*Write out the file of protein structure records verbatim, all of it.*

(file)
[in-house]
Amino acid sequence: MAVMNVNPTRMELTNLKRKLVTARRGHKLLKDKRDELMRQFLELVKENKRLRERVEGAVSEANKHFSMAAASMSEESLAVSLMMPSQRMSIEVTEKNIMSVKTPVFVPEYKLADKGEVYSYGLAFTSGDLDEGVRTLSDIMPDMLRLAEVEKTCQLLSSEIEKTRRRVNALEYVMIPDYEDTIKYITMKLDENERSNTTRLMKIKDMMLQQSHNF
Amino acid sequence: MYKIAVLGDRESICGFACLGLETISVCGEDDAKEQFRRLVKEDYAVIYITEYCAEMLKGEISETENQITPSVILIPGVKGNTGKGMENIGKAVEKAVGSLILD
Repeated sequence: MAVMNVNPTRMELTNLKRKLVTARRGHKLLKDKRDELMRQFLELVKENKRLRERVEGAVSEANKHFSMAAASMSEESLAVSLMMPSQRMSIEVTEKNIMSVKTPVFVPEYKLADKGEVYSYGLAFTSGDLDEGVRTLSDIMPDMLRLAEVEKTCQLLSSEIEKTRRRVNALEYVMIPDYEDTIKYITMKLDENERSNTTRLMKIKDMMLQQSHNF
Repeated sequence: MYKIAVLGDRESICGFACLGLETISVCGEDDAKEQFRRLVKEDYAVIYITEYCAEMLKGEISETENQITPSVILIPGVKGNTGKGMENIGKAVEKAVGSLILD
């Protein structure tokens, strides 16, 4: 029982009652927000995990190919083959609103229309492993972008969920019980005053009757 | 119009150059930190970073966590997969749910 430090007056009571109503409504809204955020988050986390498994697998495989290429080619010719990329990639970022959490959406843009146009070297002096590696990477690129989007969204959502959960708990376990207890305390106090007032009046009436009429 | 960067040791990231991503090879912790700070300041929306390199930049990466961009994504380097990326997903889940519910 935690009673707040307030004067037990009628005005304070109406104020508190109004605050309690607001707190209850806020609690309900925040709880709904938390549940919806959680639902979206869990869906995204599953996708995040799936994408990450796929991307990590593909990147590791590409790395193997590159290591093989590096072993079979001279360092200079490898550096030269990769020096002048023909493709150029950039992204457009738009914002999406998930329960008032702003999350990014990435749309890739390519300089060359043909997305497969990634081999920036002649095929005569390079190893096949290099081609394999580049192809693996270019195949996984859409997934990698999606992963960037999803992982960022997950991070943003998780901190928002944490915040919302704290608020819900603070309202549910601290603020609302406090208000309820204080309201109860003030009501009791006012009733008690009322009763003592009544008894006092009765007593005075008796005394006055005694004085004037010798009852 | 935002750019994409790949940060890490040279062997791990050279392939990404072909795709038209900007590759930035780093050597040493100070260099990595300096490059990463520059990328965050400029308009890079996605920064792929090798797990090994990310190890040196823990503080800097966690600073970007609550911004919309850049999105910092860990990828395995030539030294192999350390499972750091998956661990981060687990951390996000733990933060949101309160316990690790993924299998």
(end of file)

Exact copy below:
[in-house]
Amino acid sequence: MAVMNVNPTRMELTNLKRKLVTARRGHKLLKDKRDELMRQFLELVKENKRLRERVEGAVSEANKHFSMAAASMSEESLAVSLMMPSQRMSIEVTEKNIMSVKTPVFVPEYKLADKGEVYSYGLAFTSGDLDEGVRTLSDIMPDMLRLAEVEKTCQLLSSEIEKTRRRVNALEYVMIPDYEDTIKYITMKLDENERSNTTRLMKIKDMMLQQSHNF
Amino acid sequence: MYKIAVLGDRESICGFACLGLETISVCGEDDAKEQFRRLVKEDYAVIYITEYCAEMLKGEISETENQITPSVILIPGVKGNTGKGMENIGKAVEKAVGSLILD
Repeated sequence: MAVMNVNPTRMELTNLKRKLVTARRGHKLLKDKRDELMRQFLELVKENKRLRERVEGAVSEANKHFSMAAASMSEESLAVSLMMPSQRMSIEVTEKNIMSVKTPVFVPEYKLADKGEVYSYGLAFTSGDLDEGVRTLSDIMPDMLRLAEVEKTCQLLSSEIEKTRRRVNALEYVMIPDYEDTIKYITMKLDENERSNTTRLMKIKDMMLQQSHNF
Repeated sequence: MYKIAVLGDRESICGFACLGLETISVCGEDDAKEQFRRLVKEDYAVIYITEYCAEMLKGEISETENQITPSVILIPGVKGNTGKGMENIGKAVEKAVGSLILD
């Protein structure tokens, strides 16, 4: 029982009652927000995990190919083959609103229309492993972008969920019980005053009757 | 119009150059930190970073966590997969749910 430090007056009571109503409504809204955020988050986390498994697998495989290429080619010719990329990639970022959490959406843009146009070297002096590696990477690129989007969204959502959960708990376990207890305390106090007032009046009436009429 | 960067040791990231991503090879912790700070300041929306390199930049990466961009994504380097990326997903889940519910 935690009673707040307030004067037990009628005005304070109406104020508190109004605050309690607001707190209850806020609690309900925040709880709904938390549940919806959680639902979206869990869906995204599953996708995040799936994408990450796929991307990590593909990147590791590409790395193997590159290591093989590096072993079979001279360092200079490898550096030269990769020096002048023909493709150029950039992204457009738009914002999406998930329960008032702003999350990014990435749309890739390519300089060359043909997305497969990634081999920036002649095929005569390079190893096949290099081609394999580049192809693996270019195949996984859409997934990698999606992963960037999803992982960022997950991070943003998780901190928002944490915040919302704290608020819900603070309202549910601290603020609302406090208000309820204080309201109860003030009501009791006012009733008690009322009763003592009544008894006092009765007593005075008796005394006055005694004085004037010798009852 | 935002750019994409790949940060890490040279062997791990050279392939990404072909795709038209900007590759930035780093050597040493100070260099990595300096490059990463520059990328965050400029308009890079996605920064792929090798797990090994990310190890040196823990503080800097966690600073970007609550911004919309850049999105910092860990990828395995030539030294192999350390499972750091998956661990981060687990951390996000733990933060949101309160316990690790993924299998």